ASOS.com is a large online clothing store and their strategy involves sending a high frequency of emails.  This can be a bit of a tightrope as you don’t want to bog down your recipients with too many irrelevant messages as they will lose interest quickly.

ASOS have moved away from this problem by having different “send-from” names to coincide with their differently themed campaigns.  This to me works around the subject line length issue, giving the recipient insight into the contents of the email.  Some people may not even pay attention to the subject line and instead look at the “send-from”, using that as an indicator for whether they think it will be relevant.  It also breaks up their campaigns in a person’s inbox and doesn’t feel like a relentless barrage of ASOS emails.

I’ve always been a big fan of being able to see  a company’s personality and a soulless brand.  ASOS have always managed to give their brand that extra bit of warmth;  from their very active social media accounts, right through to their transactional emails.  In the current world where advocacy of a brand/product/service is a rare thing, I believe company personality plays a big part in achieving that with customers.

Another aspect of their campaigns that has impressed me is the “VIP” emails.  Whilst initially I thought everyone received these, but when speaking with a friend who hadn’t received them, it would seem ASOS reward more receptive recipients.

The first reason I really like it, is the fact that I’m on it and get some pretty good offers.  The first reason, relevant to email marketing, is their use of passive segmentation.  Passively segmenting your lists is a great way to send relevant promotions and products to subscribers, without requiring them to do anything.  As anyone who has carried out any kind of survey or active segmentation tasks before, you can be relatively sure that the majority of your list will probably not respond.  This doesn’t mean that they don’t want more relevant emails though, it just means they can’t be bothered to ask for it.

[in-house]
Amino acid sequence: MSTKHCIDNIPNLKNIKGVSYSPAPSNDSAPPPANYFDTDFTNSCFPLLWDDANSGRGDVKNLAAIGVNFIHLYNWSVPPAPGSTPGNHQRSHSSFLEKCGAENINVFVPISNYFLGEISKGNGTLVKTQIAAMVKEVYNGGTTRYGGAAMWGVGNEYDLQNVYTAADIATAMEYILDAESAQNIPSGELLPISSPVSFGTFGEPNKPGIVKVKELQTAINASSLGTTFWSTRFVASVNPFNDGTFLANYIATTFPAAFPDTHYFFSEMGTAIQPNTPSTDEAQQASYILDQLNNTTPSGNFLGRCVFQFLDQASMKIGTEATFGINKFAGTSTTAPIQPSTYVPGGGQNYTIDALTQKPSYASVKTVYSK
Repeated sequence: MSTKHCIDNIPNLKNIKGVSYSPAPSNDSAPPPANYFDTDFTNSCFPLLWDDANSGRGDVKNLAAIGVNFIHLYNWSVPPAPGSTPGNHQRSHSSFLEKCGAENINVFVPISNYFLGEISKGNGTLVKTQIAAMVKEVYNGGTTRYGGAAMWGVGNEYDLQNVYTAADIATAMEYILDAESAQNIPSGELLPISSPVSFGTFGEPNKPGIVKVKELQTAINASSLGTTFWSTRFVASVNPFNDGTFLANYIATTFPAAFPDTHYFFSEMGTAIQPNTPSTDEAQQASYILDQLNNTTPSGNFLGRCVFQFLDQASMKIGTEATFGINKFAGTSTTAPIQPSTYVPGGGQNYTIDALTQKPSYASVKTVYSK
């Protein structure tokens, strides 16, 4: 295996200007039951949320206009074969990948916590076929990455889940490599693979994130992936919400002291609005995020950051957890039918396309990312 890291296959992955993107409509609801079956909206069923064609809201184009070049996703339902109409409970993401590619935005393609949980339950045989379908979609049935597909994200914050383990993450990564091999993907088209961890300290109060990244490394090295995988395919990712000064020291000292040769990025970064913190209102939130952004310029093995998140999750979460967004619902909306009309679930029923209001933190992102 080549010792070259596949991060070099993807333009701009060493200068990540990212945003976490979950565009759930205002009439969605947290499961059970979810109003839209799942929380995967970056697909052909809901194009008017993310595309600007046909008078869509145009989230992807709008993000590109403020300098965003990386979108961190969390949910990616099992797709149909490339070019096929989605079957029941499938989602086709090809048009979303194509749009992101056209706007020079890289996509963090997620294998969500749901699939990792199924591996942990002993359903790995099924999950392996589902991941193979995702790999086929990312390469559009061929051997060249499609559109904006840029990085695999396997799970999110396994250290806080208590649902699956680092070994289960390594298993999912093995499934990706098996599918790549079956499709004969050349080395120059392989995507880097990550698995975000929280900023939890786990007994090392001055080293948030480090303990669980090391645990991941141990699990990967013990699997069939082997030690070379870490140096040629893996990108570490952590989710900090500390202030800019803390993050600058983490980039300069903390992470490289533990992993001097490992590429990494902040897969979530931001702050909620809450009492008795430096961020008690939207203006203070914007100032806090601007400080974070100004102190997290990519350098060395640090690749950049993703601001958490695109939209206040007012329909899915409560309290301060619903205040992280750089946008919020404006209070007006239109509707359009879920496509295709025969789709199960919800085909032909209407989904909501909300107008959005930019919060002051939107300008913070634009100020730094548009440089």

The second thing that impresses me about the VIP messages is that it they reward their more active subscribers.  As I mentioned earlier, advocacy is a tough thing to gain, but this is a great way to achieve it.

If you are considering doing this yourself, it can be off-putting to actually continue to reward the good subscribers in monetary terms; you do still want to make a decent profit from it.  Try to think about other aspects of your service that you can give this segment of your list as a privilege. ASOS have gifted their VIP list with offers and opportunities such as a “sneak view” of their sale prior to general launch.

Of course I can’t just sing their praises – we know that no one is perfect….

Criticism

Renting their lists to other senders – 

Okay, so most of the time, they can get away with this as it is a competition from a clothing company but sometimes the odd “win laser eye surgery” comes in and it’s slightly annoying.  This is a place that would be more suited to the social media channels as there’s never a need to email list rent.

I found it a bit strange that a company such as this has no preference centre when unsubscribing. The one-click unsubscribe link does mean that it is a quick process and does avoid any potential spam complaints by having long-winded mechanisms to remove yourself. Unfortunately, this link only unsubscribes you from one of the mails (or all of the mails).  In a company that has a complex email strategy like this, it’s simply wasteful.  People may just want to remove themselves from one or two parts of the email marketing mix (such as the ‘win free laser eye surgery’) and could be losing good subscribers.

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